1) Space Station visible tonight in Montreal
2) Possible Aurora Display
3) Mars, Venus, & Crescent Moon
4) Scorched Apollo 1 hatch on display after 50 years
1) Space Station visible tonight in Montreal Time: Tue Jan 31 6:37 PM, Visible: 2 min, Max Height: 80°, Appears: 28° above WSW, Disappears: 62° above NE
2) A BIG HOLE IN THE SUN’S ATMOSPHERE: A large, canyon-shaped hole has opened in the sun’s atmosphere, and it is spewing a stream of solar wind toward Earth. Polar geomagnetic storms are likely when the fast-moving stream arrives, probably on Feb 1st. Visit today’s edition of Spaceweather.com for more information.
3) SUNSET SKY SHOW: For the next two nights, watch the southwestern sky at sunset. Mars, Venus and the crescent Moon are converging for a beautiful gathering in the evening twilight. Visit Spaceweather.com for sky maps and photos.
4) Scorched Apollo 1 hatch on display after 50 years :
A memorable space tragedy’s artifact has been locked away, but after 50 years, will finally be taken out of storage. READ MORE
- ISS over Montreal: Mon Oct 17 6:42 PM, Visible: 5 min, Max Height: 78°, Appears: 28° above WNW, Disappears: 10° above SE The weather report does not look promising, but if the clouds can hold off a while, the ISS is visible even through light polluted skies.
2) Montreal is not far enough north to get the best view of this storm, and it might cloud over, but you never know!
GEOMAGNETIC STORMS UNDERWAY: G1-class geomagnetic storms are underway around the Arctic Circle on Oct. 16th as Earth enters a stream of very fast moving solar wind. Veteran observers in Sweden are reporting one of the best displays in recent memory as “massive auroras” dance across the sky. Visit Spaceweather.com for updates about the ongoing light show.
Earth is moving deeper into the solar wind stream, and another display is possible on Oct. 17-18. A live webcam operated by Lights over Lapland in Abisko National Park is recording the action. Check it out.
If you have not yet seen the Space Station, it is over Montreal a few days this week.
Time: Wed Aug 10 9:11 PM, Visible: 4 min, Max Height: 61°, Appears: 33° above NW, Disappears: 15° above ESE
- A wrinkle in time: Gravity Waves prove Einstein right!
- Water on Pluto
- The sky this week-naked eye observing
- Blast from black hole in a galaxy far, far away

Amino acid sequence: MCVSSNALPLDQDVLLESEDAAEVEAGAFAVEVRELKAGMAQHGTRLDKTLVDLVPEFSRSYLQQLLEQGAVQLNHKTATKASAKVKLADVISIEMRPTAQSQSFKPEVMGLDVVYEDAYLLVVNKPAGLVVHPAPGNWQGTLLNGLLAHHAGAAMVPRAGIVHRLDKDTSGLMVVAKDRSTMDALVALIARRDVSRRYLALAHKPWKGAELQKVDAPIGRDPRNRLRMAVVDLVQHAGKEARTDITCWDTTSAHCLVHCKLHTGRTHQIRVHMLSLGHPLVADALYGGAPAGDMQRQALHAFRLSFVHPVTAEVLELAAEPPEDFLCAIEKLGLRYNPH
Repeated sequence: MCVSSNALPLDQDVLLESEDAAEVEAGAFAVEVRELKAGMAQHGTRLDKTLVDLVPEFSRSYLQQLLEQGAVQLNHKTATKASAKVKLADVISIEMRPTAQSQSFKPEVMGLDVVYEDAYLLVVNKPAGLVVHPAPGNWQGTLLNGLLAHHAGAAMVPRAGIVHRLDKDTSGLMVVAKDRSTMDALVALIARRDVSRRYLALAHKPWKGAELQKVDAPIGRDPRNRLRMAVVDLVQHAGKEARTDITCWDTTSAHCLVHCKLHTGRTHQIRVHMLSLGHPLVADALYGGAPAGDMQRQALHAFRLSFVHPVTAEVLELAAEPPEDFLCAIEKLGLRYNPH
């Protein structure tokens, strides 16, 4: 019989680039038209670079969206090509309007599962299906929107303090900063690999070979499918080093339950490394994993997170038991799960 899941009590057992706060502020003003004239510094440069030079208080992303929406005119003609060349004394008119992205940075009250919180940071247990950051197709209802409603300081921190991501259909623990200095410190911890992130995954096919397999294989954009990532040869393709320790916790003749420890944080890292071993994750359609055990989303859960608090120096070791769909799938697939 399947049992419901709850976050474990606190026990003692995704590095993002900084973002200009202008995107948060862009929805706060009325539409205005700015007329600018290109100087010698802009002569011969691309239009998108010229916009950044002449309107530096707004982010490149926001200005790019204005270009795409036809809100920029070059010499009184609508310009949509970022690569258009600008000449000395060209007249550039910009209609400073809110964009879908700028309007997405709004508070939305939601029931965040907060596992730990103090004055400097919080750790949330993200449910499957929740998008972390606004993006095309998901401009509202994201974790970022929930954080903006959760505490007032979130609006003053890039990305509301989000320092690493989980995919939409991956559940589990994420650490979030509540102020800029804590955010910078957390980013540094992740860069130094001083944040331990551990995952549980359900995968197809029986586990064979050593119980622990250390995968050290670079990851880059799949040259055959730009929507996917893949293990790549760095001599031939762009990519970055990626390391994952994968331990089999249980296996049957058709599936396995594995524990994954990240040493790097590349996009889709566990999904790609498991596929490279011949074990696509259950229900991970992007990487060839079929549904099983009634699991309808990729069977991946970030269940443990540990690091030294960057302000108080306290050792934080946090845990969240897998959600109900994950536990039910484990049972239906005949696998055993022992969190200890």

- Antarctic fungi survive martian conditions on ISS
Gravity Waves Detected: LIGO scientists have announced the direct detection of gravitational waves, a discovery that won’t just open a new window on the cosmos — it’ll smash the door wide open. Read more in Sky and Telescope, lots of pictures, graphs, diagrams….Also read more from Astronomy Magazine, though I found the format of the page rather strange.
Water on Pluto: Data from NASA’s New Horizons spacecraft point to more prevalent water ice on Pluto’s surface than previously thought. Read More from Astronomy Magazine
The sky this week: Check out the winter constellations, most of the observations mentioned in this article are visible to the naked eye. The winter hexagon is easily picked, even in light polluted skies of Montreal. From Sky and Tel. Printable star chart for February can be found here.
Blast from black hole in a galaxy far, far away: The Pictor A Galaxy contains a supermassive black hole at its center, and a huge amount of gravitational energy is released as material swirls toward the event horizon. From Astronomy Magazine, read more.
Antarctic fungi survive martian conditions on ISS: Antarctica’s McMurdo Dry Valleys are the most Mars-like place on Earth. They make up one of the driest and most hostile environments on our planet, where strong winds scour away even snow and ice. Read about ISS experiment.
See Earth from the ISS, live, beautiful!! Even just the clouds over the oceans are gorgeous. We have such a fantastic place to live. We should be treating it better than we do.